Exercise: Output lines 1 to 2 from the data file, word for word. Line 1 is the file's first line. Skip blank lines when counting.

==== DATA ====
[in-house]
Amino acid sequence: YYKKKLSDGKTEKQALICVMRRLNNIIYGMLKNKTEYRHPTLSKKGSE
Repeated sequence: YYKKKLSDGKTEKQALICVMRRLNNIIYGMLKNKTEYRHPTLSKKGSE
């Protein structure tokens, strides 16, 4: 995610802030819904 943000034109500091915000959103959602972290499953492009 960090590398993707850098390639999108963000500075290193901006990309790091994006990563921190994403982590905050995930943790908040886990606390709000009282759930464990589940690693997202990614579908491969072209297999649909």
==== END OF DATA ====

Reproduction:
[in-house]
Amino acid sequence: YYKKKLSDGKTEKQALICVMRRLNNIIYGMLKNKTEYRHPTLSKKGSE